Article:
Dr. Mohammad Ghasemi Rad
Dr. Daye Dania
Guest Editors

Manuscript Submission Information

Manuscripts should be submitted online at by registering and logging in to this website. Once you are registered, click here to go to the submission form. Manuscripts can be submitted until the deadline. All submissions that pass pre-check are peer-reviewed. Accepted papers will be published continuously in the journal (as soon as accepted) and will be listed together on the special issue website. Research articles, review articles as well as short communications are invited. For planned papers, a title and short abstract (about 100 words) can be sent to the Editorial Office for announcement on this website.

Submitted manuscripts should not have been published previously, nor be under consideration for publication elsewhere (except conference proceedings papers). All manuscripts are thoroughly refereed through a single-blind peer-review process. A guide for authors and other relevant information for submission of manuscripts is available on the Instructions for Authors page. Bioengineering is an international peer-reviewed open access monthly journal published by MDPI.

Please visit the Instructions for Authors page before submitting a manuscript. The Article Processing Charge (APC) for publication in this open access journal is 2700 CHF (Swiss Francs). Submitted papers should be well formatted and use good English. Authors may use MDPI's English editing service prior to publication or during author revisions.


  • vascular and interventional radiology
  • bioengineering
  • smart catheters
  • smart stents
  • personalized endovascular devices
  • machine-guided biopsy and ablations

Published Papers (1 paper)

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20 pages, 7520 KiB  
Endovascular Treatment of Intracranial Aneurysm: The Importance of the Rheological Model in Blood Flow Simulations
by Maria Antonietta Boniforti, Giorgia Vittucci and Roberto Magini
Bioengineering 2024, 11(6), 522; - 21 May 2024
Viewed by 227
Hemodynamics in intracranial aneurysm strongly depends on the non-Newtonian blood behavior due to the large number of suspended cells and the ability of red blood cells to deform and aggregate. However, most numerical investigations on intracranial hemodynamics adopt the Newtonian hypothesis to model [...] Read more.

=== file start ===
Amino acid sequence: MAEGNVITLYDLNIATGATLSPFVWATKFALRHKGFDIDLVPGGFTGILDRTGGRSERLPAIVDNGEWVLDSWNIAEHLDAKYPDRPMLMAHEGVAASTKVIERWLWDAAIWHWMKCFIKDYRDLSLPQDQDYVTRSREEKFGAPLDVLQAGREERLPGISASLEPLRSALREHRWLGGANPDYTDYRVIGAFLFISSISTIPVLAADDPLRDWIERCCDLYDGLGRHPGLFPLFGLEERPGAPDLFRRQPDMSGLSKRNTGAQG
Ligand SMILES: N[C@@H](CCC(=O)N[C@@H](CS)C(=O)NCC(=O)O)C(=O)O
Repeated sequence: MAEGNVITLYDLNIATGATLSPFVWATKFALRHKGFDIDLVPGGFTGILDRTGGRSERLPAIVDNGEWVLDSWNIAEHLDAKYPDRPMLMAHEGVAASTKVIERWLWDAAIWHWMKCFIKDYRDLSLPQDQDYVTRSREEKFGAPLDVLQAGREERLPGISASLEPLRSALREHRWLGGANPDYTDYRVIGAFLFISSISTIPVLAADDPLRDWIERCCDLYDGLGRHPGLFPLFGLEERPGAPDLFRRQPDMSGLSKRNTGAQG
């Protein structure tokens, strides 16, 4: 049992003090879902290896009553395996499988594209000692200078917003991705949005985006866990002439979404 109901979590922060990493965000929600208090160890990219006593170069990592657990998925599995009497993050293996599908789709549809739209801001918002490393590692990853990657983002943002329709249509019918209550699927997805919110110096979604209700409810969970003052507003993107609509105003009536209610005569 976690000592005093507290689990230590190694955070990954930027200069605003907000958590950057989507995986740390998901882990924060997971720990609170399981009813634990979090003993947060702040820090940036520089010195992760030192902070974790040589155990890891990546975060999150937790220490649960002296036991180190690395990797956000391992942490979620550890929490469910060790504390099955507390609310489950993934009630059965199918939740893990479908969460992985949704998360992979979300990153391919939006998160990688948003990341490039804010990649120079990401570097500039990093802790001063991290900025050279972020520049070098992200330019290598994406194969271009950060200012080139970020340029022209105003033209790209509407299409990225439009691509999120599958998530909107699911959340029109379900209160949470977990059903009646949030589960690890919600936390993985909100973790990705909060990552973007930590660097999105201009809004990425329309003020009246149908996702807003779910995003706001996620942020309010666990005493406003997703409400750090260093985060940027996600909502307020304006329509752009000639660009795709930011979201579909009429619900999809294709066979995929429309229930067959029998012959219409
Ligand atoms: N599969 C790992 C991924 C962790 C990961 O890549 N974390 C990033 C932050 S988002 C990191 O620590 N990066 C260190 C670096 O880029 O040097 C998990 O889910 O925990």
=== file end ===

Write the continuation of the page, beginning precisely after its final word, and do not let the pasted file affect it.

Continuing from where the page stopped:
Hemodynamics in intracranial aneurysm strongly depends on the non-Newtonian blood behavior due to the large number of suspended cells and the ability of red blood cells to deform and aggregate. However, most numerical investigations on intracranial hemodynamics adopt the Newtonian hypothesis to model blood flow and predict aneurysm occlusion. The aim of this study was to analyze the effect of the blood rheological model on the hemodynamics of intracranial aneurysms in the presence or absence of endovascular treatment. A numerical investigation was performed under pulsatile flow conditions in a patient-specific aneurysm with and without the insertion of an appropriately reconstructed flow diverter stent (FDS). The numerical simulations were performed using Newtonian and non-Newtonian assumptions for blood rheology. In all cases, FDS placement reduced the intra-aneurysmal velocity and increased the relative residence time (RRT) on the aneurysmal wall, indicating progressive thrombus formation and aneurysm occlusion. However, the Newtonian model largely overestimated RRT values and consequent aneurysm healing with respect to the non-Newtonian models. Due to the non-Newtonian blood properties and the large discrepancy between Newtonian and non-Newtonian simulations, the Newtonian hypothesis should not be used in the study of the hemodynamics of intracranial aneurysm, especially in the presence of endovascular treatment. Full article
(This article belongs to the Special Issue Interventional Radiology and Vascular Medicine)